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    It seems to me that Harry has been harmed in that the Director "knew" the BOD would "NOT" allow the termination without cause. He has stated that in several of his posts. Therefore it would appear that his termination along with his wages, insurance, character references, etc., are his "damages". In the absence of the lies told by the director he may well still be employed at least until the end of the program year.

    You just gotta love those (deleted) directors. The one I worked for was about the same kind of cracker jack you had. Don't know where they came up with her but I do know following mine and several other middle management level employee's resignations, (three of which also filed discrimination, [oddly enough the director and all three plaintiffs "employees" were AA], intentional infliction of emotional distress law suit against her and won!), she was given the option to "quit or be fired".

    For what small consolation it is just remember that what comes around goes around. Chances are your directors "time" is only a few foot steps away. Karma and all don't ya know.

    You would be wise Harry to at least consult with an employment attorney in your area. Perhaps even out of the Elko area would be a good idea so long as s/he is still licensed to practice law in the state of NV. Good luck to you Harry.

    KM
    Last edited by cbg; 03-10-2008 at 06:18 AM.
    Information posted by me is my "OPINION". I do NOT give legal advice to anyone as like most here I am NOT an attorney.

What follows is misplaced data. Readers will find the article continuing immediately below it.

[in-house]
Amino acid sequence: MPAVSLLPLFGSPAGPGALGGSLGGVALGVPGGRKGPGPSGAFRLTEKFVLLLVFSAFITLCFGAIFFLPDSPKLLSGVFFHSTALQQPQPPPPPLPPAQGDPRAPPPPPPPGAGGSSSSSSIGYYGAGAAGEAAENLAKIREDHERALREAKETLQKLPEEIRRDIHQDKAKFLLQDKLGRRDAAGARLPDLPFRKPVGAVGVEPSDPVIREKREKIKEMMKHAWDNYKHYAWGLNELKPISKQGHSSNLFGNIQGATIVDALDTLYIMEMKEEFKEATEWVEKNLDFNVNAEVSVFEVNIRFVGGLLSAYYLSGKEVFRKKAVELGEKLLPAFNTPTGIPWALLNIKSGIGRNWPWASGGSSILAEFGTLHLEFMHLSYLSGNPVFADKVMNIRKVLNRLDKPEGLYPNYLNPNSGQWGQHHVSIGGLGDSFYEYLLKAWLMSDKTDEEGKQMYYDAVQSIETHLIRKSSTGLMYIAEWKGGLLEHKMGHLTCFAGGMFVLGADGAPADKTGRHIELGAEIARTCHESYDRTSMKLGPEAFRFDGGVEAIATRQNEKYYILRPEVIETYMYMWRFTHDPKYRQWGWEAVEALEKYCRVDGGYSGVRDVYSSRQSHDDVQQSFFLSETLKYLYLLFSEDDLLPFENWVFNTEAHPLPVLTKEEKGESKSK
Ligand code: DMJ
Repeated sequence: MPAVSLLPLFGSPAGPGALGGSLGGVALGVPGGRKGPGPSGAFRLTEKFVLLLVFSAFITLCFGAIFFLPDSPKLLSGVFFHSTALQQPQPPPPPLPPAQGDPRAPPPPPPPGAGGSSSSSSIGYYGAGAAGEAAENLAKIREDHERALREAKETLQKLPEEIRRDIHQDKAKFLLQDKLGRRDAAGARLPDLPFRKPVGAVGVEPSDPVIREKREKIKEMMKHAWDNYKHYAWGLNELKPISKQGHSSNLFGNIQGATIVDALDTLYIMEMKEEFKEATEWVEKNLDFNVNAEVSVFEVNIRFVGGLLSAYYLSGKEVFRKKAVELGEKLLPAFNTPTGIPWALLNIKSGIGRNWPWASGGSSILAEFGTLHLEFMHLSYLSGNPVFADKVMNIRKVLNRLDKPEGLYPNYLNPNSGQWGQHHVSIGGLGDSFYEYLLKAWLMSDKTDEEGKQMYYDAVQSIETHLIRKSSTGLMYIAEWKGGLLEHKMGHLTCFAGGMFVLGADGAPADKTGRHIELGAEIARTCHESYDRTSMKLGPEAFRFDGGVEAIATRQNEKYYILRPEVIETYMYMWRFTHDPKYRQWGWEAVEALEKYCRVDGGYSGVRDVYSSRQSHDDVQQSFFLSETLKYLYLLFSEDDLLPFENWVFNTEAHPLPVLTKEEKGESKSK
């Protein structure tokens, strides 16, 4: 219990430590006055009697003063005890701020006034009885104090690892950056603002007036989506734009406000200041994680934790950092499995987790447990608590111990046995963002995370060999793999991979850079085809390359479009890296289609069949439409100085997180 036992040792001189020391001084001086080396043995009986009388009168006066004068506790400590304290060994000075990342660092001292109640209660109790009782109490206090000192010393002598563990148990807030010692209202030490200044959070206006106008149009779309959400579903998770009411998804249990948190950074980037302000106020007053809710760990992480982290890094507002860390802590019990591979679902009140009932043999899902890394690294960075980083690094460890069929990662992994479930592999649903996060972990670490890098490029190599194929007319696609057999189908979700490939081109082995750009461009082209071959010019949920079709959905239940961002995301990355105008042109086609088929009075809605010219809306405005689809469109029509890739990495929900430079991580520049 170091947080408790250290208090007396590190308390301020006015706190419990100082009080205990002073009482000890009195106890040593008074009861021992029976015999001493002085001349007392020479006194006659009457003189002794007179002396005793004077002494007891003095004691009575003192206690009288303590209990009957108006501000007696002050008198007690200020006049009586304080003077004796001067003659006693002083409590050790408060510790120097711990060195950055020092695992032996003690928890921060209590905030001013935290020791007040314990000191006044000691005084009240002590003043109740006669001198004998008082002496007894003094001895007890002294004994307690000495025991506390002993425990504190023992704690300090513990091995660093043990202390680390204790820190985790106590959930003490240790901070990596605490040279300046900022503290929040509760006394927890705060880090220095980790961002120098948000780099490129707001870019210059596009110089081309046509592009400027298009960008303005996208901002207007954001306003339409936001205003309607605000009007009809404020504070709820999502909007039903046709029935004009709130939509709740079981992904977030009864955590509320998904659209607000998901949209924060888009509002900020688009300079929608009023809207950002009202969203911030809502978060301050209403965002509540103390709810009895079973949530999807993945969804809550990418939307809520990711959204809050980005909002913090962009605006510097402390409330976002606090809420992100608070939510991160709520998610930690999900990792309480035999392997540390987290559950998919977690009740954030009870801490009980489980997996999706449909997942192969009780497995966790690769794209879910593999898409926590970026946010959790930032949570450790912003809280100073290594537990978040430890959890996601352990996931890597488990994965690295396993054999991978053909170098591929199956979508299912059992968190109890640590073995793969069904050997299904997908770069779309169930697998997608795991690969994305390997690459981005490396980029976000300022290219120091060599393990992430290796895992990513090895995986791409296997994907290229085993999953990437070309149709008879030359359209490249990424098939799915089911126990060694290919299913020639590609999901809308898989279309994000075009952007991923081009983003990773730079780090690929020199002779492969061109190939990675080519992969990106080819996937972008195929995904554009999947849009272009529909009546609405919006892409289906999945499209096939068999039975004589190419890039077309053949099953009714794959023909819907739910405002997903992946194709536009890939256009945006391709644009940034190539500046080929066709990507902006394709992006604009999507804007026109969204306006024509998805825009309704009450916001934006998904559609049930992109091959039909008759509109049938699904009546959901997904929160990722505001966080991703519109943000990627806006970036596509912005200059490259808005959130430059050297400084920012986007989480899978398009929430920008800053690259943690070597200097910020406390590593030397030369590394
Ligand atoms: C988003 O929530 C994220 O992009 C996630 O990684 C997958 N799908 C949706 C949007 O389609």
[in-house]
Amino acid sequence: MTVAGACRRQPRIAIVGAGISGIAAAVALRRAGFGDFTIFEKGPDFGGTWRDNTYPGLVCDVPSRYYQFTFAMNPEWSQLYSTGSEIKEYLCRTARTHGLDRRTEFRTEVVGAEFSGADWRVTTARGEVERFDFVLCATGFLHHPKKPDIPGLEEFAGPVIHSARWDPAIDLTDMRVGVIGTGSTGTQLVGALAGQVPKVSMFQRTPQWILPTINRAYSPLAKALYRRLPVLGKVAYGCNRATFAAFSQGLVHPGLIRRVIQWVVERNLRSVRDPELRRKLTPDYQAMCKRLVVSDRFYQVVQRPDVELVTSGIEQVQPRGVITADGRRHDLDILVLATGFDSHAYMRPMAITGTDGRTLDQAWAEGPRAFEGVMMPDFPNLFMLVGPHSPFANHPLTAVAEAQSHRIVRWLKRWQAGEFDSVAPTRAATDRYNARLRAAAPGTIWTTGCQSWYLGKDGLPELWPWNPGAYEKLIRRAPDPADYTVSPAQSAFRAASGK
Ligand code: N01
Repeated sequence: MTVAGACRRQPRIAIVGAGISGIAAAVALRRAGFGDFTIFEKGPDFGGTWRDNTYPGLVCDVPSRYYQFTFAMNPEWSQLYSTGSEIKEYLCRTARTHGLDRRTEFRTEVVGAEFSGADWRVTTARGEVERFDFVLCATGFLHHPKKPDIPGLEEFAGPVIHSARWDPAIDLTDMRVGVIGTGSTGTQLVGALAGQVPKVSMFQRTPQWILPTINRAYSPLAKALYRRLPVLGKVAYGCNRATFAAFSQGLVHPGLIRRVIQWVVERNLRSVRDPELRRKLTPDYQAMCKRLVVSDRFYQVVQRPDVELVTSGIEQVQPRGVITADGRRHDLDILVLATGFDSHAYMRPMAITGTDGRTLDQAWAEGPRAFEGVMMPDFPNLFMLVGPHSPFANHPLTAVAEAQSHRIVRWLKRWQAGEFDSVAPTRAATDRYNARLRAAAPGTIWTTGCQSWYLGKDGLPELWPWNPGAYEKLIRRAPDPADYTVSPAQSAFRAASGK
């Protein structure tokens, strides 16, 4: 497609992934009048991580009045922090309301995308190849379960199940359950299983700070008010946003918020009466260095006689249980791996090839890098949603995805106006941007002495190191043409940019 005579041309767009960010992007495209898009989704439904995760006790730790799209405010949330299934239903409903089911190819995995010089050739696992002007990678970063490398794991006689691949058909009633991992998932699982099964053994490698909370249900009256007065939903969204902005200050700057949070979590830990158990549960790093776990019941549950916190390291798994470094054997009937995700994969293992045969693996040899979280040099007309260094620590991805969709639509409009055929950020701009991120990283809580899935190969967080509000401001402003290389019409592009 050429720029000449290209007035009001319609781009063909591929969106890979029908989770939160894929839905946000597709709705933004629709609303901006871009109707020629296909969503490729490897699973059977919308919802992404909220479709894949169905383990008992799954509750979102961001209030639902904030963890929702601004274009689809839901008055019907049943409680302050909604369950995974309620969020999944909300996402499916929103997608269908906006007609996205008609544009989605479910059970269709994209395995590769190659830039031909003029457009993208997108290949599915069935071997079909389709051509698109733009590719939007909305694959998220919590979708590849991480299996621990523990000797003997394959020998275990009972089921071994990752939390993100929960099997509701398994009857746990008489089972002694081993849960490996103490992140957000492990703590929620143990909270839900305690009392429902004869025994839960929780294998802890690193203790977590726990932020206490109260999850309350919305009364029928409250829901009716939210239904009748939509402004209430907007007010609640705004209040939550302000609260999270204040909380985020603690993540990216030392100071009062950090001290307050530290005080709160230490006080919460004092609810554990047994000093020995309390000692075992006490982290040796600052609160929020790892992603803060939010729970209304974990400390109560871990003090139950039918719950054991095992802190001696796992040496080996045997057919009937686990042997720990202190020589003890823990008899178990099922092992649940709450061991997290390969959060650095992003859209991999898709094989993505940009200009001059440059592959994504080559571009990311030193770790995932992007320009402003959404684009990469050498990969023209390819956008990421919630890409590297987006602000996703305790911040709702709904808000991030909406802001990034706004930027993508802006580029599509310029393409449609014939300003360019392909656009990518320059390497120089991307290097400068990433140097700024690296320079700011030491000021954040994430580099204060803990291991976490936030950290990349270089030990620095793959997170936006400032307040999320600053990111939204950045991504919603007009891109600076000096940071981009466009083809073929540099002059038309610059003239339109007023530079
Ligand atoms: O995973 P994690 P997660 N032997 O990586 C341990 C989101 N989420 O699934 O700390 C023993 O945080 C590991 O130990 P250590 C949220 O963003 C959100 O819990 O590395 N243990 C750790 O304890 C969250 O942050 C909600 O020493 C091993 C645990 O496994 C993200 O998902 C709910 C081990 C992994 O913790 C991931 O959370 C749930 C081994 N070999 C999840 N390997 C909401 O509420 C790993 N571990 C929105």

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    Default Response to cbg

    Quote Originally Posted by cbg View Post
    A wrongful termination does not mean that you were fired for something you didn't do. It means you were fired for a reason prohibited by a specific law.

    What law are you claiming was violated by your termination?

    In the research I've completed so far, I've found three exceptions to the employment-at-will doctrine. They are exceptions for 1) violation of public policy, 2) breach of implied contract, and 3) breach of covenant of good faith and fair dealing. When a a termination falls into one of these three exceptions, the terminated employee can sue for wrongful discharge. Not all states allow all three exceptions. However, Nevada does. The exceptions I'm referring to in my previous posts are 2) and 3). The bad faith breach not only refers to the contract breach, but also the termination without following policies for either performance evaluations or progressive discipline. Neither of these have anything to do with the Director's fraud and defamation, which could be used as a valid arguement to show she created cause when no cause existed. These two exception could be used to argue, even had valid cause existed, I was still wrongfully discharged because of exceptions 2) and 3).

    It all does seem rather confusing.

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    Default Response to Kick Me

    I don't recall mentioning my employer was (delete). Guess the cat is out of the bag. I'm glad to hear I'm not the only one to have suffered by an incompetent Director. And, by the way, I currently have an EEOC complaint floating through the system for gender discrimination. I'm sure it won't fly, but it bought me some time to sort this mess out. I filed it because I was the only male in our organization. She became Director after my employment and showed an obvious disdain for supervising me. I concluded she felt uncomfortable because I was not only more educated and experienced than her, but I was also old enough to be her father. I also think there was a fear factor there because, were she to slip up, the BOD had a fully qualified successor (and she knew this).

    Having been with a (deleted)program, you know the process. I'm glad you agree the BOD would not have terminated me in mid-year without a good reason. The Director also had to come up with a reason that she could argue allowed her to skip the progressive discipline requirement. That would essentially call for an ethics violation.